Thursday, November 13, 2014

Rose McGee - How will the Humanities help lead America toward a brighter future?

Rose McGee

Rose McGee is a Program Officer – Omaha Public Schools - at the Minnesota Humanities Center and the author of the new book Story Circle Stories.

…By Listening. By Listening. By Listening. By Sharing. By Sharing. By Sharing.

One of the basic applications of storytelling is to repeat a key statement three times. This allows the person telling or sharing to place emphasis on the main point which in turn helps the listener grasp the significant value of that being spoken. Our work here at the Minnesota Humanities Center is centered in story and by convening in circle. The circle connects and holds truth accountable among each and every participant in a way that also reinforces a strong sense of respect. Innately, being in circle formation generates effective repetitive narratives as each one listens and shares and listens and shares and listens and shares.

Being authentic and humble are critical traits for moving effectively and creatively into the future. People of the Akan Region of Ghana, West Africa often use the sankofa bird to illustrate a powerful lesson. The sankofa’s head is turned backwards while holding an egg in her mouth. Our learning from such a powerful image is to reflect on the past while in the present in order to step forward with wisdom and confidence into the future. This can be done by intentionally listening to stories from each other with the utmost respect. To be effective, negativity such as egos or entitlement must park themselves outside of a story circle. Everyone sits at the same level and should be able to look into each other’s eyes as sharing and listening occur. This evokes Respect. Respect. Respect.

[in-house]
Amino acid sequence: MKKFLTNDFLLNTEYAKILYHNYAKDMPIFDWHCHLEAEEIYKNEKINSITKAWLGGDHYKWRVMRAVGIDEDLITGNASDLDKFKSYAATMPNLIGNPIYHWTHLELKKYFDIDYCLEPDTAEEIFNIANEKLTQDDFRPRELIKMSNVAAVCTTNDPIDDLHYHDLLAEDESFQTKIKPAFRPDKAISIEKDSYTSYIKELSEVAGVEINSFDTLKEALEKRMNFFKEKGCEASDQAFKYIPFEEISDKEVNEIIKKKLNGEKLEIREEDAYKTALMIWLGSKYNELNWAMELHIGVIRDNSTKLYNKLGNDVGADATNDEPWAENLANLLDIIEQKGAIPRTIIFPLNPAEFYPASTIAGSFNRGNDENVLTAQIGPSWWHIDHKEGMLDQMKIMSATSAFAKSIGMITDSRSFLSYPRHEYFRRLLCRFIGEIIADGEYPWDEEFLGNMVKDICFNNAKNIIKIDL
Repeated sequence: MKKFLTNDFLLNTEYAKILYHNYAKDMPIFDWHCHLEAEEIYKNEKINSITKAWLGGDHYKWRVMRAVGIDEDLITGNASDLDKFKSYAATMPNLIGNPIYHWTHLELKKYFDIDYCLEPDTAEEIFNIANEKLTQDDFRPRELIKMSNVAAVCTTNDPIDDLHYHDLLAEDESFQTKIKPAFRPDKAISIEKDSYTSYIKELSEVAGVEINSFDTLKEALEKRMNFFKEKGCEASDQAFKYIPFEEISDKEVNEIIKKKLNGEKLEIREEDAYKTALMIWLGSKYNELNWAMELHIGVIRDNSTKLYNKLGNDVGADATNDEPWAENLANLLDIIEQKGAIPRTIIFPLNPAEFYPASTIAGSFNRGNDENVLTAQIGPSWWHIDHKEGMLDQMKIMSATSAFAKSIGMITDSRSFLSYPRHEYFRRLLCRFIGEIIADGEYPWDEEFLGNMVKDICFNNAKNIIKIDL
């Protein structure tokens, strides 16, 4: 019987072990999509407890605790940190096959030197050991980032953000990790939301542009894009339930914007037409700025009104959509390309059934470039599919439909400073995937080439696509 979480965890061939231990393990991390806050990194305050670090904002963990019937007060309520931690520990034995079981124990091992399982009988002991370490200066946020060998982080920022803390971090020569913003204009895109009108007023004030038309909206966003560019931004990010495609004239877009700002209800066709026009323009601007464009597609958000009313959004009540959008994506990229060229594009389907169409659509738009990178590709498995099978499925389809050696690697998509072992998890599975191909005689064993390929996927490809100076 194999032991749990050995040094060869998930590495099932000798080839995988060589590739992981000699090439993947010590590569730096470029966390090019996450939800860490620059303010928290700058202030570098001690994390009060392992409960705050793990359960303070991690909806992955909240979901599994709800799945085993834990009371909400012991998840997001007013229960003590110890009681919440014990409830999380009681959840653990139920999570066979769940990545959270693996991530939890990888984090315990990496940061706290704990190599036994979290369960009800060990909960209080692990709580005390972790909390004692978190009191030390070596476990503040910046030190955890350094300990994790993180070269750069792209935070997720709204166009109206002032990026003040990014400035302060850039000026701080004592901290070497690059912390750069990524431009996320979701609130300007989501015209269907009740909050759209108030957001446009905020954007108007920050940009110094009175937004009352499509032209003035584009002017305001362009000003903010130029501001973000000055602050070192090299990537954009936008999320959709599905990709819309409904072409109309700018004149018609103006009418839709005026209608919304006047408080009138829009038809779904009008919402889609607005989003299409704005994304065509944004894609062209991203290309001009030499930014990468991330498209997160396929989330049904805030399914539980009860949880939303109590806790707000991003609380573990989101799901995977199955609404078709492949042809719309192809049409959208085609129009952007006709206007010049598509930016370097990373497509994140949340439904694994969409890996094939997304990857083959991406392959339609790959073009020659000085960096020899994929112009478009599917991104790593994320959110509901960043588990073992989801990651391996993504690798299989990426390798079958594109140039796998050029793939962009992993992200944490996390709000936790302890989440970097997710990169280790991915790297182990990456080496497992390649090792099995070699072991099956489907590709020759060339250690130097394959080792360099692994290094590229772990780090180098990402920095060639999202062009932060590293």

So much chaos, acts of violence, and mistrust stomp around in our society. Racism is a ‘Boogie Man’ that lurks about, yet few are comfortable speaking out against it. When story circles convene around the topic of race, participants have a chance to get the ugly matter off their chests - whatever that means. A respectful story circle allows that story to be told without placing judgment on the teller. When a Veteran returns home in pain and traumatized from the assignment or sadly, from the mistreatment once having returned home, the circle allows the soldiers to talk about it, release it in a safe place, and somehow regain peace. Youth as well as the elderly who convene in story circles are able to feel as though someone really cares about their thoughts, their questions, and their dreams simply by listening to their stories.

Absent narratives are all around us in many shades, shapes, dialects, on reservations, in urban streets, in nursing homes, in schools, hospitals, in wars, in our homes, the workplace, corporations, the rich, the poor, the lonely. We walk among the silenced voices, and we sit next to them in public places. For a brighter future, an invitation into story circles must be extended to all. Invitation. Invitation. Invitation.

1 comment:

  1. A blog that I had the honor of writing for Minnesota Humanities a year ago. Needed then and even moreso today that's for sure.